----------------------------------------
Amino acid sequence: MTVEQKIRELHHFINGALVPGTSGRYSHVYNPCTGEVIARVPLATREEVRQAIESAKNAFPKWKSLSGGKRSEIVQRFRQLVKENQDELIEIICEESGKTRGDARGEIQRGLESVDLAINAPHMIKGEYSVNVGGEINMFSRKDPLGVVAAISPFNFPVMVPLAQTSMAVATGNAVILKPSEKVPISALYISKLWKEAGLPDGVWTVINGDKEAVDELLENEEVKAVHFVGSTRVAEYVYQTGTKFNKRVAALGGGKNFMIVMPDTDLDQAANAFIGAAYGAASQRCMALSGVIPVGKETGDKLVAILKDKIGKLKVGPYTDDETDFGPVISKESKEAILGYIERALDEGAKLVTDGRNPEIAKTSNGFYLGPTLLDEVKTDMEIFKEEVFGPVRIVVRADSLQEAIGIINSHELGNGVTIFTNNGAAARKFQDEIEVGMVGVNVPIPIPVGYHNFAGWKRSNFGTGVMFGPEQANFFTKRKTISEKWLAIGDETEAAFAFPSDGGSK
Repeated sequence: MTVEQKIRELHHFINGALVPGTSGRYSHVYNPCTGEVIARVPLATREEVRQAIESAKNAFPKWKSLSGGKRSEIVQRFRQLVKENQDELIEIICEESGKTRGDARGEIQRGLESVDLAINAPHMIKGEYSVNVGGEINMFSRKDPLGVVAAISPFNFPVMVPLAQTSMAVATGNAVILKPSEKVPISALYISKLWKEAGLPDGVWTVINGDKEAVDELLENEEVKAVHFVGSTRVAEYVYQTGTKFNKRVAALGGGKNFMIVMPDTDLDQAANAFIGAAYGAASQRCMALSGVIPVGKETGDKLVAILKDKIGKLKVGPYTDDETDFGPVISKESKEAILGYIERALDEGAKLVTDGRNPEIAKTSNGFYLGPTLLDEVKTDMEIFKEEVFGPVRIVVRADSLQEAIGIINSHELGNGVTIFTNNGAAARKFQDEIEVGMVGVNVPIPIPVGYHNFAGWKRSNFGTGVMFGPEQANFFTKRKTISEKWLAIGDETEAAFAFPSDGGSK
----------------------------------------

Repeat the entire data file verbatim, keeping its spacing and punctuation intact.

Amino acid sequence: MTVEQKIRELHHFINGALVPGTSGRYSHVYNPCTGEVIARVPLATREEVRQAIESAKNAFPKWKSLSGGKRSEIVQRFRQLVKENQDELIEIICEESGKTRGDARGEIQRGLESVDLAINAPHMIKGEYSVNVGGEINMFSRKDPLGVVAAISPFNFPVMVPLAQTSMAVATGNAVILKPSEKVPISALYISKLWKEAGLPDGVWTVINGDKEAVDELLENEEVKAVHFVGSTRVAEYVYQTGTKFNKRVAALGGGKNFMIVMPDTDLDQAANAFIGAAYGAASQRCMALSGVIPVGKETGDKLVAILKDKIGKLKVGPYTDDETDFGPVISKESKEAILGYIERALDEGAKLVTDGRNPEIAKTSNGFYLGPTLLDEVKTDMEIFKEEVFGPVRIVVRADSLQEAIGIINSHELGNGVTIFTNNGAAARKFQDEIEVGMVGVNVPIPIPVGYHNFAGWKRSNFGTGVMFGPEQANFFTKRKTISEKWLAIGDETEAAFAFPSDGGSK
Repeated sequence: MTVEQKIRELHHFINGALVPGTSGRYSHVYNPCTGEVIARVPLATREEVRQAIESAKNAFPKWKSLSGGKRSEIVQRFRQLVKENQDELIEIICEESGKTRGDARGEIQRGLESVDLAINAPHMIKGEYSVNVGGEINMFSRKDPLGVVAAISPFNFPVMVPLAQTSMAVATGNAVILKPSEKVPISALYISKLWKEAGLPDGVWTVINGDKEAVDELLENEEVKAVHFVGSTRVAEYVYQTGTKFNKRVAALGGGKNFMIVMPDTDLDQAANAFIGAAYGAASQRCMALSGVIPVGKETGDKLVAILKDKIGKLKVGPYTDDETDFGPVISKESKEAILGYIERALDEGAKLVTDGRNPEIAKTSNGFYLGPTLLDEVKTDMEIFKEEVFGPVRIVVRADSLQEAIGIINSHELGNGVTIFTNNGAAARKFQDEIEVGMVGVNVPIPIPVGYHNFAGWKRSNFGTGVMFGPEQANFFTKRKTISEKWLAIGDETEAAFAFPSDGGSK